We should maintain that if an interpretation of any word in any religion leads to disharmony and does not positively further the welfare of the many, then such an interpretation is to be regarded as wrong; that is, against the will of God, or as the working of Satan or Mara.

Buddhadasa Bikkhu, a Thai Buddhist Monk

Tuesday, January 28, 2014

Breathing In - Breathing Out

In meditation, the meditator's breath is her guide and anchor.  Breathing in, he is aware that he is breathing in — breathing out, she knows that she is breathing out.  Breathing is the most fundamental, necessary fact of life.  Nothing is simpler nor more necessary.  To breathe is to live.  Outside of the practice of meditation, however, we seldom think about our breathing unless it is threatened or even momentarily interrupted.  When we can't get our breath, suddenly and anxiously we are aware of just how important it is to breathe.  Otherwise, we seldom pay attention to it.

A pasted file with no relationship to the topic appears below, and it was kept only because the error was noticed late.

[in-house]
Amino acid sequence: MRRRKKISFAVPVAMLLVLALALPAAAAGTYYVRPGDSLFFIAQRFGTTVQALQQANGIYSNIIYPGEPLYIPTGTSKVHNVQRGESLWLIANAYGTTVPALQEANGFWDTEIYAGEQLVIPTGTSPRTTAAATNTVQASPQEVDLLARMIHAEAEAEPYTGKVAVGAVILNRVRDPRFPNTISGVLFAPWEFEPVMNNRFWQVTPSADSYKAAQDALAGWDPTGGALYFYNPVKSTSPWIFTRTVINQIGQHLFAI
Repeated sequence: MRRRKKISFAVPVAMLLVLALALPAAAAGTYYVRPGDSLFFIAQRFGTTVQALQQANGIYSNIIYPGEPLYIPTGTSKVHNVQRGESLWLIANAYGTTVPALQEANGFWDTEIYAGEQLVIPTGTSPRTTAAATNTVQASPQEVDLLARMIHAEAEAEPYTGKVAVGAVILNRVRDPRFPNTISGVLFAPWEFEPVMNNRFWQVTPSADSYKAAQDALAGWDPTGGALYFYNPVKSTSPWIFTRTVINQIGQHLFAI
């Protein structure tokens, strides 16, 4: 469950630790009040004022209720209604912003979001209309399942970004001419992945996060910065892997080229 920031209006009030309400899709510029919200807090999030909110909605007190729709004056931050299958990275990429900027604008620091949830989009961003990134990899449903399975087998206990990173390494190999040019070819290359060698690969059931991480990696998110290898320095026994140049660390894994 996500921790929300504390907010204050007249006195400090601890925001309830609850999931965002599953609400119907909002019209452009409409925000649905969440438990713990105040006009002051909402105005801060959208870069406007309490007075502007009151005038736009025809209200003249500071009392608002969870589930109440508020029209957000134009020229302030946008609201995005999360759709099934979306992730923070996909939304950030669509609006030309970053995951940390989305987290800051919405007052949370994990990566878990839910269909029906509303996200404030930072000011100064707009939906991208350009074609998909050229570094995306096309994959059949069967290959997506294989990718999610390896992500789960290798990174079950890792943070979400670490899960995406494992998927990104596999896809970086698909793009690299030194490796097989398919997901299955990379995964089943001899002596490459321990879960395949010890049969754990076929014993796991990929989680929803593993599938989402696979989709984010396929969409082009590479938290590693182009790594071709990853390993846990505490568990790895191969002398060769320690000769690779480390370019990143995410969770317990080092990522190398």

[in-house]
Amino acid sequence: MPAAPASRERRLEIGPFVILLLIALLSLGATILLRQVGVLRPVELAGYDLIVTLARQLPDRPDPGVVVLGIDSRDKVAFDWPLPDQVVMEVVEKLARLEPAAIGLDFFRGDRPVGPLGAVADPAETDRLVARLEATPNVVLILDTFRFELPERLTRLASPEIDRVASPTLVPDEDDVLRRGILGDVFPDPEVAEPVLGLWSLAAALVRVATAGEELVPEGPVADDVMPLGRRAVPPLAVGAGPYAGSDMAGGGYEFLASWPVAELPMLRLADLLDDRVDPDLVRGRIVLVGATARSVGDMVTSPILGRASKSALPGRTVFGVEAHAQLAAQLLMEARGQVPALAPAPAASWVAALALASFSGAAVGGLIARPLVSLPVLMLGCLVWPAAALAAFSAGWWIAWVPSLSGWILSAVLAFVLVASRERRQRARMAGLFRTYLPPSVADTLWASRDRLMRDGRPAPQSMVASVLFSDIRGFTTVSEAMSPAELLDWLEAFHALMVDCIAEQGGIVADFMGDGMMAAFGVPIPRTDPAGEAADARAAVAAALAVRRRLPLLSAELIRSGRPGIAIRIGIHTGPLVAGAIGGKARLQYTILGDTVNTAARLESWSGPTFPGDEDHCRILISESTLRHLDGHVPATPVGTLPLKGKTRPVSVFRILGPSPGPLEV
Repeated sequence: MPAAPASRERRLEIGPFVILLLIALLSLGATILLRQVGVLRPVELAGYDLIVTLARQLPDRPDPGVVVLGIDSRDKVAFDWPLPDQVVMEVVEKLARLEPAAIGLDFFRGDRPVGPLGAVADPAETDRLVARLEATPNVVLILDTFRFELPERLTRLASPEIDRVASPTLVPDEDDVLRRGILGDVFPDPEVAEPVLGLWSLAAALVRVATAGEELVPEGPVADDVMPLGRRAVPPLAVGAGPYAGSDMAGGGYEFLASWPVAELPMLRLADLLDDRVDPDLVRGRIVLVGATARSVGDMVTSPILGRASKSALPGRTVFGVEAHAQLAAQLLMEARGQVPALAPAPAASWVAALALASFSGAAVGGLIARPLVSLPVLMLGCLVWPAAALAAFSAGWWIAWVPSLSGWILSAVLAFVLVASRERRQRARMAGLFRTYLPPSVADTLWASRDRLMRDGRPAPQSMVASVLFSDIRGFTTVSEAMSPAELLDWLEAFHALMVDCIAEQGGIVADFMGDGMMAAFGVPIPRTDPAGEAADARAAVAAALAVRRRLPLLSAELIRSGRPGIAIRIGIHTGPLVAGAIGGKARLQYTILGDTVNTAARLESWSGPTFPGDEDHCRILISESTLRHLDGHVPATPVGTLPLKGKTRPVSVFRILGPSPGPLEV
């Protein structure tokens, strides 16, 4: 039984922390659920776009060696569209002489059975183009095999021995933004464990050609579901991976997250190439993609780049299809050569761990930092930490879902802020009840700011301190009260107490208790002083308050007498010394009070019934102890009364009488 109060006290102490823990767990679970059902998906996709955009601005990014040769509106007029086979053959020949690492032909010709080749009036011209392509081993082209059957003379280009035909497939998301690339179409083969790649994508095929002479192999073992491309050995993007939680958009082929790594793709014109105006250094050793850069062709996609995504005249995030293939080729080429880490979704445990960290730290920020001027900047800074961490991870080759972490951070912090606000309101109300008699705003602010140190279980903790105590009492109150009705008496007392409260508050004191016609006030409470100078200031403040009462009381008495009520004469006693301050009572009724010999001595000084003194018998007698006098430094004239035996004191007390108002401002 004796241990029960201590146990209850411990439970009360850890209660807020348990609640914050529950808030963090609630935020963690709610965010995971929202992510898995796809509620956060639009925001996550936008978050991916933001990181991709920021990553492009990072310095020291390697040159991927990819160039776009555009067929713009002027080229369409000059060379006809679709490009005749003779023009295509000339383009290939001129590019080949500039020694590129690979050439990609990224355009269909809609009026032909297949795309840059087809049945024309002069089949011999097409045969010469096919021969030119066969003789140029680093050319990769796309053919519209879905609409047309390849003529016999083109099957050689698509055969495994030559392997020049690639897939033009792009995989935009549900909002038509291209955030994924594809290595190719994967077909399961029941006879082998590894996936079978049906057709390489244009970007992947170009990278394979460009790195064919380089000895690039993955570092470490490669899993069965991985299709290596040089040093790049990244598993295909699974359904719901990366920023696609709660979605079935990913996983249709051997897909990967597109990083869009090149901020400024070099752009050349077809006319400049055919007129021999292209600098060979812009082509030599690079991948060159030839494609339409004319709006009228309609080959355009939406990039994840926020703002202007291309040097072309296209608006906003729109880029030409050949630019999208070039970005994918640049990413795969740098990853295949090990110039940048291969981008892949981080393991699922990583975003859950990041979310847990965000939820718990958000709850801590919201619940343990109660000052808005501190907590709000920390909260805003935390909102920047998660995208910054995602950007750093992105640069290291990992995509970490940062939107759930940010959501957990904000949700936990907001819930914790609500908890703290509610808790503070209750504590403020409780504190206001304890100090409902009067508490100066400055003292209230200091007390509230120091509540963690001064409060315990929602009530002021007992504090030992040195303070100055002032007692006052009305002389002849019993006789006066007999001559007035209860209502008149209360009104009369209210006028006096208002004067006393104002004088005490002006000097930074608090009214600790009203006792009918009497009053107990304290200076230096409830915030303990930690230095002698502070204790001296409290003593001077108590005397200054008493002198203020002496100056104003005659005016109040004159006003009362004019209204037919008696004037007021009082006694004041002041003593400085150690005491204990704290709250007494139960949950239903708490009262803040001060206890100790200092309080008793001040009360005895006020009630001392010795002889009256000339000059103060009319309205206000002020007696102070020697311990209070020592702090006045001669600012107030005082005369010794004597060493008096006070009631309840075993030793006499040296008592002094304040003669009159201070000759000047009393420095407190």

Meditation encourages us to be awake to our breathing—to see it as the core of all of our spiritual technologies and the simplest to practice.  It can be done anywhere.  All it requires is breathing and knowing we are breathing.

And one thing that we might discover in our meditation is that breathing in (Lord, I know I am breathing in) is not like breathing out (Lord, I know I am breathing out).  Regarded mindfully and gently, breathing in gathers energy and breathing out expels anxiety.  Together they are a dualism, the dualism that circumscribes our lives.  They are much more than a physiological mechanism for delivering oxygen to our body.  They define the flow and ebb of life.  Lord, we breathe in our suffering, Lord, we breathe out our healing.  Lord, we breathe in tension, Lord, we breathe out relaxation.  Lord, we breathe in experience, Lord, we breathe out learning.   Yin and yang.  God's gift of the Spirit created in us at the very core of what it means to live.  Lord, we breathe compassion in, Lord, we breathe ministry out.  Amen.